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COVID-19 vaccines for children ages 5 years and older

Vaccines for COVID-19 - children and teens; COVID - 19 vaccinations for children and teens; COVID - 19 shots for children and teens; Vaccinations for COVID – 19 - children and teens; COVID - 19 immunizations for children and teens; COVID - 19 prevention – vaccines for children and teens; mRNA vaccine for children and teens - COVID

COVID-19 vaccines are used to prepare the body's immune system to protect against COVID-19. These vaccines are a vital tool to help stop the COVID-19 pandemic.

Children and teenagers ages 5 to 17 years should get a COVID-19 vaccination. Getting a vaccine will help prevent your child from getting COVID-19. It will also help prevent the spread of the disease and help protect your family and the community.

Information

COVID-19 vaccines protect people from getting COVID-19. These vaccines "teach" your child’s body how to defend against the SARS-CoV-2 virus, which causes COVID-19.

WHY CHILDREN AND TEENS SHOULD GET VACCINATED

It's true that most children and teens are at lower risk from becoming very sick from COVID-19. But low risk does not mean no risk. Children and teens can:

Children with underlying medical conditions are more at risk for severe illness from COVID-19. So, vaccination is very important to help protect against the virus.

There are many good reasons to have your child or teen get a COVID-19 vaccination:

ABOUT COVID-19 VACCINES FOR CHILDREN AND TEENS

Children ages 5 to 17 can get the Pfizer-BioNTech mRNA vaccine. This is the only vaccine available to this age group at this time.

The Pfizer-BioNTech vaccine given to children and teens has the same active ingredients as the vaccine given to adults.

It takes time for your child's immune system to start protecting them after receiving the vaccine. Children are considered fully vaccinated 2 weeks after their second shot of the Pfizer-BioNTech vaccine.

VACCINE MYTHS

COVID-19 vaccines:

To get up-to-date accurate information about COVID-19 vaccines, go to the Centers for Disease Control and Prevention (CDC) website:

VACCINE SIDE EFFECTS

While COVID-19 vaccines will not make children sick, they may cause certain side effects and flu-like symptoms. This is normal. These symptoms are a sign that your child’s body is making antibodies against the virus. Common side effects include:

Side effects from the shot may affect your child's ability to do daily activities, but they will go away in a few days. Even if your child has side effects, they should get the second shot. Any side effects from the vaccine are far less dangerous than the potential for serious illness or death from COVID-19.

HOW TO GET THE VACCINE

COVID-19 vaccines are available to all children living in the United States at no cost. Children can get this free shot regardless of their immigration or health insurance status.

There are several ways to find vaccination providers near you.

VACCINE SAFETY

The safety of vaccines is the top priority, and COVID-19 vaccines for children have passed rigorous safety standards before approval. They continue to be closely monitored to ensure they are safe and effective.

Serious health events from COVID-19 vaccines, such as an allergic reaction, are rare.

Cases of myocarditis (inflammation of the heart muscle) and pericarditis (inflammation of the outer lining of the heart) have been reported in children ages 12 to 17 after getting a COVID-19 vaccine.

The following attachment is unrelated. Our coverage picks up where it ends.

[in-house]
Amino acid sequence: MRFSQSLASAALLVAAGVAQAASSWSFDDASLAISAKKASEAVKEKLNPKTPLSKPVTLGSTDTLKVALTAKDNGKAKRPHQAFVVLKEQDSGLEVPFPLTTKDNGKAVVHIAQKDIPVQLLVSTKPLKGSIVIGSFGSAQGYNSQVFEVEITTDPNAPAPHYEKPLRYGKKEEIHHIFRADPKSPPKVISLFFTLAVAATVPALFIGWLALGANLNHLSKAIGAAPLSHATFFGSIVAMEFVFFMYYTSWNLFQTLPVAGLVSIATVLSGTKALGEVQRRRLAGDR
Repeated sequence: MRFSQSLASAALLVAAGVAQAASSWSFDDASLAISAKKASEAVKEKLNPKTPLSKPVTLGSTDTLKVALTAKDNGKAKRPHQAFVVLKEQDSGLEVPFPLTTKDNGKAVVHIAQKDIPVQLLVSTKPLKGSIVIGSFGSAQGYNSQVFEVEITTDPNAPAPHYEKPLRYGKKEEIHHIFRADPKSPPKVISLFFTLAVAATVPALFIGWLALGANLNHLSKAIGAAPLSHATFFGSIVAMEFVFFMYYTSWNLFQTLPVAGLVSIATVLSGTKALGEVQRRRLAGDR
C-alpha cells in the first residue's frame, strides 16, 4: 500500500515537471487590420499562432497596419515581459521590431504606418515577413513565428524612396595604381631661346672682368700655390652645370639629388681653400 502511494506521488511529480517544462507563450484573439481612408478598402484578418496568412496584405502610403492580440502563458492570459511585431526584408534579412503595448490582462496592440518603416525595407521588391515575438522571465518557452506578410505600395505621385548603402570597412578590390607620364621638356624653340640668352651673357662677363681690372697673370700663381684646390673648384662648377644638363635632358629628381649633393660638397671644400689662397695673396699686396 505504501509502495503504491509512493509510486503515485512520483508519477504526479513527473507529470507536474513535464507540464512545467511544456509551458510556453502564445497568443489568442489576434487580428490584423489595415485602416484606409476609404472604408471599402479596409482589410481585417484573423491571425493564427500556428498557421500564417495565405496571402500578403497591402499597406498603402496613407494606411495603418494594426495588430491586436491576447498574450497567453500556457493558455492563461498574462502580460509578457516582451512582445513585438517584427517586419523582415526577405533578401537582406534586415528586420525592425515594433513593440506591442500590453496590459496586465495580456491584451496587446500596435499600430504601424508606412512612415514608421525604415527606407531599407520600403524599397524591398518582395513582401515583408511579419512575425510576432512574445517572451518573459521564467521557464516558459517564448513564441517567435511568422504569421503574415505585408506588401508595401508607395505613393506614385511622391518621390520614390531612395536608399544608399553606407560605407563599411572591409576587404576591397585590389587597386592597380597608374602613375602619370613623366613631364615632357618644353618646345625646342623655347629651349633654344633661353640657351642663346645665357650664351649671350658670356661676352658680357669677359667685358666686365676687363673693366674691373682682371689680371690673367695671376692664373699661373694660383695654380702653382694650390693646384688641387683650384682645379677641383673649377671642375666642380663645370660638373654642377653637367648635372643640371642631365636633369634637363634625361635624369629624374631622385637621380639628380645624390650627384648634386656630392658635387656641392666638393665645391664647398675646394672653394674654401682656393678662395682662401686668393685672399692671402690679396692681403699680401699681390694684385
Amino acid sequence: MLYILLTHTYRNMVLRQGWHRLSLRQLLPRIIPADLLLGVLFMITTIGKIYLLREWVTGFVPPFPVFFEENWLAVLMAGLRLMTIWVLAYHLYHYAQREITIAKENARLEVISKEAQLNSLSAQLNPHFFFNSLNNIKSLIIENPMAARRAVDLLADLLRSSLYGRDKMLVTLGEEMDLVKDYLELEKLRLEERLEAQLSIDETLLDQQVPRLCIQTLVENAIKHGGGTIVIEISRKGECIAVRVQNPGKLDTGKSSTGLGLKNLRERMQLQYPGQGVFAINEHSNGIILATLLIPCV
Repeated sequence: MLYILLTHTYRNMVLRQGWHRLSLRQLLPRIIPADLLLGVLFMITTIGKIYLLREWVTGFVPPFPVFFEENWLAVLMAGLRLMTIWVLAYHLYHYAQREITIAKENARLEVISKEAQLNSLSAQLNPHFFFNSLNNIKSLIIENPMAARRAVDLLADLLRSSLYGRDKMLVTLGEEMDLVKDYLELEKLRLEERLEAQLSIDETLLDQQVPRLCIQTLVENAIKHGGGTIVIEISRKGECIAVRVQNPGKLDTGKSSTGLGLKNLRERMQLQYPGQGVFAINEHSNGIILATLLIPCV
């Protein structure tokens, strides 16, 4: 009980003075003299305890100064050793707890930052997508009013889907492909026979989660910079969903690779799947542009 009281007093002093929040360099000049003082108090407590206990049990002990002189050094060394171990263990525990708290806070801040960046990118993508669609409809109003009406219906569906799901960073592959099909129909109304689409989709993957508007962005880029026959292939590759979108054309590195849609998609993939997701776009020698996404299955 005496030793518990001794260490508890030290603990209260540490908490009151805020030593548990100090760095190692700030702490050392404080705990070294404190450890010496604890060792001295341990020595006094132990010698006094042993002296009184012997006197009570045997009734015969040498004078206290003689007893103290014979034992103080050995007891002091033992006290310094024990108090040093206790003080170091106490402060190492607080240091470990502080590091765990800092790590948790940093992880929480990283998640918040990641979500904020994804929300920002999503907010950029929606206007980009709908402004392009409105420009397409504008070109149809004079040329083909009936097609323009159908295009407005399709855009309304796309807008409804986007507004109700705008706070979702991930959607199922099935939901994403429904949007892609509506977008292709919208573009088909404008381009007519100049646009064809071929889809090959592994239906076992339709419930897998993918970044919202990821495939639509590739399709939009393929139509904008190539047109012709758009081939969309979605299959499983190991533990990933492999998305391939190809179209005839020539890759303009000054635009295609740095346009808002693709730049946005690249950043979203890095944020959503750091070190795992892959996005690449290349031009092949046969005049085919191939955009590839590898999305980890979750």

Symptoms of myocarditis and pericarditis include:

If your child or teenager has any of these symptoms, get medical help right away.

To learn more about COVID-19 vaccine safety, go to the CDC website:

VACCINE BOOSTER SHOTS

Over time, COVID-19 vaccines appear to become less protective against the virus. Getting a booster dose helps provide additional protection against COVID-19. As a result, Pfizer-BioNTech COVID-19 booster shots are now recommended for all children ages 12 to 17 at least 5 months after receiving the first series of shots.

The CDC has further information about COVID-19 vaccine booster shots.

WHAT CHILDREN CAN DO ONCE FULLY VACCINATED

We are still learning how well vaccines help prevent COVID-19 from spreading and how long the protection they provide lasts. Until more is known, using vaccines, masks, and taking other steps to help protect others is the best way to stay safe and healthy.

References

Centers for Disease Control and Prevention website. COVID-19 vaccines for children and teens. www.cdc.gov/coronavirus/2019-ncov/vaccines/recommendations/children-teens.html. Updated January 11, 2022. Accessed March 13, 2022.

Centers for Disease Control and Prevention website. Myocarditis and pericarditis after mRNA COVID-19 vaccination. www.cdc.gov/coronavirus/2019-ncov/vaccines/safety/myocarditis.html. Updated November 12, 2021. Accessed March 13, 2022.

Centers for Disease Control and Prevention website. Myths and facts about COVID-19 vaccines. www.cdc.gov/coronavirus/2019-ncov/vaccines/facts.html. Updated December 15, 2021. Accessed March 13, 2022.

Woodworth KR, Moulia D, Collins JP, et al. The Advisory Committee on Immunization Practices’ Interim Recommendation for Use of Pfizer-BioNTech COVID-19 Vaccine in Children Aged 5–11 Years — United States, November 2021. MMWR Morb Mortal Wkly Rep. ePub: 5 November 2021. www.cdc.gov/mmwr/volumes/70/wr/mm7045e1.htm?s_cid=mm7045e1_x. Accessed March 13, 2022.

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Review Date: 3/13/2022  

Reviewed By: David C. Dugdale, III, MD, Professor of Medicine, Division of General Medicine, Department of Medicine, University of Washington School of Medicine. Also reviewed by David Zieve, MD, MHA, Medical Director, Brenda Conaway, Editorial Director, and the A.D.A.M. Editorial team.

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